What kind of security does a job like this offer? But the concept of zero wages appeals to employers and looks to becoming the norm across large sections of the U.K., with up to 56 percent of home care workers on such contracts, 20 percent of workers in hotels and restaurants, almost 15 percent in health care, and 10 percent in education.

Even universities in the elite Russell Group, which includes the most sought-after universities in the world, such as Oxford, Cambridge, Durham, London and Manchester, are employing lecturers and teachers on zero hours, relishing the flexibility the scheme offers, but forgetting the worker’s plight. Edinburgh University promised not to employ staff on zero-hours contracts, only after it was found to be the biggest user of them.

A bigger surprise is that the rich partygoers are beginning to hit back against the poor. The United States demonstrates the extreme, where the Republicans are prepared to hold the country to ransom to prevent tax increases.

In Forbes magazine in September, a philosopher and disciple of Ann Rand, Harry Binswanger, boldly praises the rich 1 percent. He declares: “The 99 percent get far more benefit from the 1 percent than vice versa. … For their enormous contribution to our standard of living, the high earners should be thanked and publicly honored. … Anyone who earns a million dollars or more should be exempt from all income taxes.”

Binswanger declares that it is a moral issue, not a financial one, and suggests that the year’s top earner should be awarded the Congressional Medal of Honor. He claims that Lloyd Blankfein “in guiding Goldman Sachs toward billions in profits, has done infinitely more for mankind” than Mother Teresa. He condemns income taxes as “an envy-ridden moral code that damns success, profit and earning money in voluntary exchange.”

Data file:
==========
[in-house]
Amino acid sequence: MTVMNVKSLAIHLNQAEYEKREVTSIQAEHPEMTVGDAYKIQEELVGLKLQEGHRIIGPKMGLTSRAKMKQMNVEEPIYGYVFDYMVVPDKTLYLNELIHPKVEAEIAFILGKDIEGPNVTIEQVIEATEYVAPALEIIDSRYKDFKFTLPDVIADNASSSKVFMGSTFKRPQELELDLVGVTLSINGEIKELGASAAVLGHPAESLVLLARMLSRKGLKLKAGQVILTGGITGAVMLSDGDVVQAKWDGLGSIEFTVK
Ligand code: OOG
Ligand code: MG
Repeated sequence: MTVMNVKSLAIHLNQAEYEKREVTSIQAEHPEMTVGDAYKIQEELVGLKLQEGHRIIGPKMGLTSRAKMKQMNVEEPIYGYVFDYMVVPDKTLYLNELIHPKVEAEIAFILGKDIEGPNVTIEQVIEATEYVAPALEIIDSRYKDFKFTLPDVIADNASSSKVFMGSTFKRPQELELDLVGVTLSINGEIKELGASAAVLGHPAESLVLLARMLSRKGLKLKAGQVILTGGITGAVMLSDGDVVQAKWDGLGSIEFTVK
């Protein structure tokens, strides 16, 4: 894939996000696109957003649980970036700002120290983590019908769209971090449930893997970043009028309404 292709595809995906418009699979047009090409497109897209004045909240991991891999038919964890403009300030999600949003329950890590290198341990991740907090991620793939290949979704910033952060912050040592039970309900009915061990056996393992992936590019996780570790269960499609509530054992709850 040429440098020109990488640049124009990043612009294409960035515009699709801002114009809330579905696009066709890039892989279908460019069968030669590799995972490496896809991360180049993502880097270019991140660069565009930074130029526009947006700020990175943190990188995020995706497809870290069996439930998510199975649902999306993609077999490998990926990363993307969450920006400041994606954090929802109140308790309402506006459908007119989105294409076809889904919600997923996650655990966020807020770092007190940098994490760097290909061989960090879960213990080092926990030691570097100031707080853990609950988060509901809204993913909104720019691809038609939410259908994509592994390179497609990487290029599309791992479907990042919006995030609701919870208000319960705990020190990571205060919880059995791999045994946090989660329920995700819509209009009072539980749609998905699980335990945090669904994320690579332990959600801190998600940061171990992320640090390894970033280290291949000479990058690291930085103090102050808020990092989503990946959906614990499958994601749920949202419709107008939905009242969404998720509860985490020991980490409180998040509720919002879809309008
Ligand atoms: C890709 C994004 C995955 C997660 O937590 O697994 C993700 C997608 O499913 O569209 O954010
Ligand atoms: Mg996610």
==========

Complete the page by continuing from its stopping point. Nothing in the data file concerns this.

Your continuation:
The British version is milder. In the splash front page article of the Sunday Telegraph, Chris Grayling, the justice secretary, no less, attacked both the Liberal Democrats, who are in the coalition government, and Labour and demanded that, as the headline said, “Stop clobbering the rich.”

Grayling described Labour policies: “Squeeze the rich. Bosses bad, workers good. More welfare. More government interference. A complete lack of understanding of the world.” He praised businesses, new technologies and “people who want to take a risk with a chance of succeeding, people who believe they can get on in life.”

Grayling drew attention to the challenge from Asia and from Africa, which is benefiting from investment from China. But he failed to connect the economic, political or moral dots in his argument to ask whether even the boldest entrepreneur can succeed without good workers or how a country can succeed when it has Britain’s weak links with so many people being left out.

Remember the old adage that a chain is only as strong as its weakest link. It applies to countries too, with the additional moral dimension that we are talking of people and their lives, not a mere mechanical device.

Kevin Rafferty is a professor at the Institute for Academic Initiatives at Osaka University.